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(2nd D) NK may launch long-range missile around its anniversary: Seoul

2015/09/10 17:06

(ATTN: CLARIFIES para 11; ADDS more info in last 2 paras)

SEOUL, Sept. 10 (Yonhap) -- The Defense Ministry said Thursday that North Korea may launch a long-range missile on the occasion of a key anniversary next month as the North is seen as having completed the upgrade of a missile launch facility.

Speculation is rampant that North Korea is expected to launch a long-range missile around Oct. 10, the 70th anniversary of the founding of the Workers' Party.

The ministry said in a report to the National Assembly that there is a possibility that the North could fire a missile to commemorate the anniversary as it is currently finishing construction at its rocket launch facility in Dongchang-ri on its west coast border.

In recent satellite imagery, a new 67-meter-tall gantry has been spotted on the site, which experts says can be used for the launch of long-range missiles twice the size of the 30-meter Unha-3 that was launched into orbit in December 2012.

Whether the North fires a long-range missile near the anniversary is under spotlight as the move will likely hamper the hard-won conciliatory mood on the Korean Peninsula.

South and North Korea reached a landmark deal on Aug. 25 to defuse military tension and make efforts to mend their long-frayed relations following the North's land-mine blasts near the border in early August.

North Korea is under heavy sanctions by the United Nations Security Council for its nuclear tests and ballistic missile launches.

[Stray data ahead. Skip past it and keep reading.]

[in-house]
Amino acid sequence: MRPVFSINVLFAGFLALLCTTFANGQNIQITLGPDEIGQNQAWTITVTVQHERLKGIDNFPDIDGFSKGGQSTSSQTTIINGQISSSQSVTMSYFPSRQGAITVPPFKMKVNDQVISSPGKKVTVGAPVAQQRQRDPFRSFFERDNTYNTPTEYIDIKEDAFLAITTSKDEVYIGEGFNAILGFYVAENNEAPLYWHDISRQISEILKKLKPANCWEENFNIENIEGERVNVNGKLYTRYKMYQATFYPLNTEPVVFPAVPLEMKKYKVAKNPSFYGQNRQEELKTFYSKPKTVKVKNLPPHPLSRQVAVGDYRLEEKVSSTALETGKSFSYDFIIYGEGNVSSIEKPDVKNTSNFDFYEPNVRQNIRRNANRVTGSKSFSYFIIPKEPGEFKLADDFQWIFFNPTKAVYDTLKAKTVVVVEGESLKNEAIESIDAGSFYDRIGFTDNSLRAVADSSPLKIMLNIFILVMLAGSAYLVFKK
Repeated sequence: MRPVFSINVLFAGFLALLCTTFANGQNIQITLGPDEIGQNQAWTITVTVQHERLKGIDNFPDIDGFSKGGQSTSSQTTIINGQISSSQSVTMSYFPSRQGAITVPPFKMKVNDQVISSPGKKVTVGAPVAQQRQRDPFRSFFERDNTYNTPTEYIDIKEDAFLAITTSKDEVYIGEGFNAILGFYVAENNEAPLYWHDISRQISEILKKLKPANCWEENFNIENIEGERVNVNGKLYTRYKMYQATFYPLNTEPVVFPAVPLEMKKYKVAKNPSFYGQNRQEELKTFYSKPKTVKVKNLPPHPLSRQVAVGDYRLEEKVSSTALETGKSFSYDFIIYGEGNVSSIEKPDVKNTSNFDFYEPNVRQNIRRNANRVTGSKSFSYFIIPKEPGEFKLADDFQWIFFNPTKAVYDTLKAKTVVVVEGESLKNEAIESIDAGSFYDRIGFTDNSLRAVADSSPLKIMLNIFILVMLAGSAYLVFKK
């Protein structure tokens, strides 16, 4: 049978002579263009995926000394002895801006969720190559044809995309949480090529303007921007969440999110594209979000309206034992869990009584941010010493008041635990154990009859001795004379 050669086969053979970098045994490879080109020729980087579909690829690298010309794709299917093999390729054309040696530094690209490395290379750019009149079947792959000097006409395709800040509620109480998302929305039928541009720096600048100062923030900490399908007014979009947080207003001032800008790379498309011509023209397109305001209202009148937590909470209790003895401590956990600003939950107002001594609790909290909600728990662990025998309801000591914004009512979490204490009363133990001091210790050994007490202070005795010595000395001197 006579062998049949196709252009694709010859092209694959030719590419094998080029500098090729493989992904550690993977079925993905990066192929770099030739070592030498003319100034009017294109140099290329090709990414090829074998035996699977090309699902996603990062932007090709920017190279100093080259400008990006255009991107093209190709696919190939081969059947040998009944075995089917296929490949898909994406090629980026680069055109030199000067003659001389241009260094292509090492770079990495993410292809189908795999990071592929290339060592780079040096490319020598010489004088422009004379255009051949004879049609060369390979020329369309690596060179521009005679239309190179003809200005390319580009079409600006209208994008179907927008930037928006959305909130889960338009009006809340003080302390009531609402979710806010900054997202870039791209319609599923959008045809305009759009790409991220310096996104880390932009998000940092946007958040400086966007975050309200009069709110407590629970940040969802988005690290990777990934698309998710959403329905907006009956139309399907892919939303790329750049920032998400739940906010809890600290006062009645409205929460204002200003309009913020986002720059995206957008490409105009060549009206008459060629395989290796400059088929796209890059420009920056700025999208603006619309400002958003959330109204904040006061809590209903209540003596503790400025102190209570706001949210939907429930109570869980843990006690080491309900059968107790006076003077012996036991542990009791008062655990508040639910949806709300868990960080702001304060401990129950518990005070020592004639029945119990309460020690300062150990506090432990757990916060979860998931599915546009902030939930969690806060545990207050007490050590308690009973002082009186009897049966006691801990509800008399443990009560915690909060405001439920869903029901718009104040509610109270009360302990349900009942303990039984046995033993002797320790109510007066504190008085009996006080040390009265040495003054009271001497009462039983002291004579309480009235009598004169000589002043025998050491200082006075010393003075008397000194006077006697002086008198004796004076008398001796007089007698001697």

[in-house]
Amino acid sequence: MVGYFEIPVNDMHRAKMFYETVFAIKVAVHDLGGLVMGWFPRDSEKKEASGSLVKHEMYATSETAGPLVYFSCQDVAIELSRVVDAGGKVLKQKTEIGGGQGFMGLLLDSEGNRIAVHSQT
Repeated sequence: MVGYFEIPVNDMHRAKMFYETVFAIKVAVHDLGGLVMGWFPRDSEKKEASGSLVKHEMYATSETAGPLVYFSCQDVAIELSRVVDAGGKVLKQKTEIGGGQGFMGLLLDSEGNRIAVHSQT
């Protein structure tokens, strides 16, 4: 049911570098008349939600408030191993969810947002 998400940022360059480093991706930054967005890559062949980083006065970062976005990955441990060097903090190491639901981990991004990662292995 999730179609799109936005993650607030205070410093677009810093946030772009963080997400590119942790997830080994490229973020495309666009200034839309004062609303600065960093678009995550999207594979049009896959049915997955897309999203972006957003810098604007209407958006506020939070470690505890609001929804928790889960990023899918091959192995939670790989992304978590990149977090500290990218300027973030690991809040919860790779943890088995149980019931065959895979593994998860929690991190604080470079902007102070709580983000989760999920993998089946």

Defense Minister Han Min-koo told lawmakers that there has been no sign of a missile launch by the North so far.

Foreign Minister Yun Byung-se said the government does not exclude the possibility of North Korea's long-range missile launch, given the unpredictability of the North's regime.

"The government is closely watching related situations," Yun said. "Seoul plans to drum up global support to encourage the North to sincerely implement the inter-Korean deal and to prevent it from making an additional provocation."

   Touching on a follow-up to the agreement, Han said that South Korea is preparing for the possibility that inter-Korean talks between ranking military officials could take place.

"Seoul is preparing for possible military talks with Pyongyang as the deal calls for holding high-level talks," the minister said.

The ministry also said it will conduct aggressive military operations near the demilitarized zone which bisects the two Koreas, where the North has frequently made provocations.

"South Korea plans to renew its military posture by taking into account the North's land-mine provocations and the outcome of joint military drills between Seoul and Washington," the ministry said. "In particular, the South plans to draw up measures to conduct aggressive military operations at the DMZ."

   It marked the first time that the government vowed to take aggressive operations near the heavily fortified border following the North's land-mine incident, which seriously injured two South Korean soldiers.

The North expressed "regret" over the incident, but it later claimed that its regret does not equal an apology, rebutting Seoul's argument that it is the equivalent of an apology by international standards.

Han said that Seoul is ready to resume the now-suspended loudspeaker campaign against Pyongyang at any time if the North makes provocations.

"We are mulling various countermeasures as the military is always ready to counter the enemy's provocation," he said.